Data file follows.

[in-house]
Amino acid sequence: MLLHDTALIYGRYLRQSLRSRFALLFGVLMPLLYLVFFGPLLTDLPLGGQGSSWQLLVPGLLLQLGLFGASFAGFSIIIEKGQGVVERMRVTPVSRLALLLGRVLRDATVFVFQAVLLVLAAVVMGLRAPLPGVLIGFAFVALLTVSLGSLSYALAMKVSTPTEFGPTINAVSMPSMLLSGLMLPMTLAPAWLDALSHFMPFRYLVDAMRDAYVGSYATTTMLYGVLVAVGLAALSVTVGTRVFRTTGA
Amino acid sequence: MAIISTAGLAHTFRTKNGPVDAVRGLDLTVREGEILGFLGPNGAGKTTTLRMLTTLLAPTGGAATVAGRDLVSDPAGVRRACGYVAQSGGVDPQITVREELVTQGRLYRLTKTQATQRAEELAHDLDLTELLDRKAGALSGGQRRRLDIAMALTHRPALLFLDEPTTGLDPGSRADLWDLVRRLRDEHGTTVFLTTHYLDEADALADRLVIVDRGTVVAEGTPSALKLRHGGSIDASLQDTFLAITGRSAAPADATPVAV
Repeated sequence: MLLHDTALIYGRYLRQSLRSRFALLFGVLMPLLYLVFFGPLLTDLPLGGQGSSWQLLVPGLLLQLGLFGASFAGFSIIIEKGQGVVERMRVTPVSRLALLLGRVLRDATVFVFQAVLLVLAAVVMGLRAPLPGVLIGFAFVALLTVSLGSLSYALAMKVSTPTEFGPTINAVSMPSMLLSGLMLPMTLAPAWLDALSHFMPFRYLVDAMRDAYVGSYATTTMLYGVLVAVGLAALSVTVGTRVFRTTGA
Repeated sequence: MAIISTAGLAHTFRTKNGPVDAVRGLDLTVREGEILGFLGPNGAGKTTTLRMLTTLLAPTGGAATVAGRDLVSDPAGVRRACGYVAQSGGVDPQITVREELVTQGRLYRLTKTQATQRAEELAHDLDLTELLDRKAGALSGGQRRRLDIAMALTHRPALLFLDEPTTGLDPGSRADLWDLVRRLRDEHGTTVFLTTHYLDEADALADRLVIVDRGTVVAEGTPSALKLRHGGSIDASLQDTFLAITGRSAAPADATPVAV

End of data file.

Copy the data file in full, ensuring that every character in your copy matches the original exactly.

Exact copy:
[in-house]
Amino acid sequence: MLLHDTALIYGRYLRQSLRSRFALLFGVLMPLLYLVFFGPLLTDLPLGGQGSSWQLLVPGLLLQLGLFGASFAGFSIIIEKGQGVVERMRVTPVSRLALLLGRVLRDATVFVFQAVLLVLAAVVMGLRAPLPGVLIGFAFVALLTVSLGSLSYALAMKVSTPTEFGPTINAVSMPSMLLSGLMLPMTLAPAWLDALSHFMPFRYLVDAMRDAYVGSYATTTMLYGVLVAVGLAALSVTVGTRVFRTTGA
Amino acid sequence: MAIISTAGLAHTFRTKNGPVDAVRGLDLTVREGEILGFLGPNGAGKTTTLRMLTTLLAPTGGAATVAGRDLVSDPAGVRRACGYVAQSGGVDPQITVREELVTQGRLYRLTKTQATQRAEELAHDLDLTELLDRKAGALSGGQRRRLDIAMALTHRPALLFLDEPTTGLDPGSRADLWDLVRRLRDEHGTTVFLTTHYLDEADALADRLVIVDRGTVVAEGTPSALKLRHGGSIDASLQDTFLAITGRSAAPADATPVAV
Repeated sequence: MLLHDTALIYGRYLRQSLRSRFALLFGVLMPLLYLVFFGPLLTDLPLGGQGSSWQLLVPGLLLQLGLFGASFAGFSIIIEKGQGVVERMRVTPVSRLALLLGRVLRDATVFVFQAVLLVLAAVVMGLRAPLPGVLIGFAFVALLTVSLGSLSYALAMKVSTPTEFGPTINAVSMPSMLLSGLMLPMTLAPAWLDALSHFMPFRYLVDAMRDAYVGSYATTTMLYGVLVAVGLAALSVTVGTRVFRTTGA
Repeated sequence: MAIISTAGLAHTFRTKNGPVDAVRGLDLTVREGEILGFLGPNGAGKTTTLRMLTTLLAPTGGAATVAGRDLVSDPAGVRRACGYVAQSGGVDPQITVREELVTQGRLYRLTKTQATQRAEELAHDLDLTELLDRKAGALSGGQRRRLDIAMALTHRPALLFLDEPTTGLDPGSRADLWDLVRRLRDEHGTTVFLTTHYLDEADALADRLVIVDRGTVVAEGTPSALKLRHGGSIDASLQDTFLAITGRSAAPADATPVAV